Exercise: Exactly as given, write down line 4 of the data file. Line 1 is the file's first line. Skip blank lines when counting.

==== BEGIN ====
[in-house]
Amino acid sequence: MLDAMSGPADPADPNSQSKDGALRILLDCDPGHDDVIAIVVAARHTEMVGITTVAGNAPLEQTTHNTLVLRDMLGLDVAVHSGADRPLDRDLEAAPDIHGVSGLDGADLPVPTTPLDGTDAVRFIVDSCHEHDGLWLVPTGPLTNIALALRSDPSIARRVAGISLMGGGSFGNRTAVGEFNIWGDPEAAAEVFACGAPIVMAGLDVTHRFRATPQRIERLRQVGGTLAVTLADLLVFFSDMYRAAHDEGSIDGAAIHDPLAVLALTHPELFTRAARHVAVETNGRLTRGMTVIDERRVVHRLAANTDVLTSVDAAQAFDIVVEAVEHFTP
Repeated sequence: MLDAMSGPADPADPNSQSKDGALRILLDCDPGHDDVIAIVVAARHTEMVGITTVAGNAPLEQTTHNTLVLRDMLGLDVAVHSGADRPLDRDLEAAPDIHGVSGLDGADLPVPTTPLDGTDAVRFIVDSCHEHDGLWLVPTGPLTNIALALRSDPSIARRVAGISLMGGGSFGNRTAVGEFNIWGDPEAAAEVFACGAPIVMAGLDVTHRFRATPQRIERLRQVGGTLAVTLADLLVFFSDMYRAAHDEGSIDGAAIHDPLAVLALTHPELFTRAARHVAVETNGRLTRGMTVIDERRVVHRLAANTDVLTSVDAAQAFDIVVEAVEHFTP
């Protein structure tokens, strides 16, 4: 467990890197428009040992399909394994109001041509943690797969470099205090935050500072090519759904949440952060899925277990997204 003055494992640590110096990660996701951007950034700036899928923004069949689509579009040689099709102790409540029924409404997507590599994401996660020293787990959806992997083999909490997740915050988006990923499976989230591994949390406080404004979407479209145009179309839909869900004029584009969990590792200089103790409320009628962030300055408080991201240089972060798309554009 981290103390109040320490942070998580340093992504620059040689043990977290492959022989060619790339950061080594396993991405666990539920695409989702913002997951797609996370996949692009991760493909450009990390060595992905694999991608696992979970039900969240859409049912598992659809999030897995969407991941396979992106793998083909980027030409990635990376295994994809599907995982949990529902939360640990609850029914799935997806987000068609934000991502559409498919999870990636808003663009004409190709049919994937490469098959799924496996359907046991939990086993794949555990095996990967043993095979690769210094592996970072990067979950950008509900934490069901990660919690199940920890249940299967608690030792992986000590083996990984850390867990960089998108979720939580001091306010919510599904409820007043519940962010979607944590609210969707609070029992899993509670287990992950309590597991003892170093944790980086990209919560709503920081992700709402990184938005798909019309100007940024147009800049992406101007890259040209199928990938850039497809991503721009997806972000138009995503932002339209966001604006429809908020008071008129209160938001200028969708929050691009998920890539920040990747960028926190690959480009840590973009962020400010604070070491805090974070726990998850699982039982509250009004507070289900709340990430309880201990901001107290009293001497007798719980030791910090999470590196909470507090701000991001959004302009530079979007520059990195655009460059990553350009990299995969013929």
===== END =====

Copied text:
């Protein structure tokens, strides 16, 4: 467990890197428009040992399909394994109001041509943690797969470099205090935050500072090519759904949440952060899925277990997204 003055494992640590110096990660996701951007950034700036899928923004069949689509579009040689099709102790409540029924409404997507590599994401996660020293787990959806992997083999909490997740915050988006990923499976989230591994949390406080404004979407479209145009179309839909869900004029584009969990590792200089103790409320009628962030300055408080991201240089972060798309554009 981290103390109040320490942070998580340093992504620059040689043990977290492959022989060619790339950061080594396993991405666990539920695409989702913002997951797609996370996949692009991760493909450009990390060595992905694999991608696992979970039900969240859409049912598992659809999030897995969407991941396979992106793998083909980027030409990635990376295994994809599907995982949990529902939360640990609850029914799935997806987000068609934000991502559409498919999870990636808003663009004409190709049919994937490469098959799924496996359907046991939990086993794949555990095996990967043993095979690769210094592996970072990067979950950008509900934490069901990660919690199940920890249940299967608690030792992986000590083996990984850390867990960089998108979720939580001091306010919510599904409820007043519940962010979607944590609210969707609070029992899993509670287990992950309590597991003892170093944790980086990209919560709503920081992700709402990184938005798909019309100007940024147009800049992406101007890259040209199928990938850039497809991503721009997806972000138009995503932002339209966001604006429809908020008071008129209160938001200028969708929050691009998920890539920040990747960028926190690959480009840590973009962020400010604070070491805090974070726990998850699982039982509250009004507070289900709340990430309880201990901001107290009293001497007798719980030791910090999470590196909470507090701000991001959004302009530079979007520059990195655009460059990553350009990299995969013929």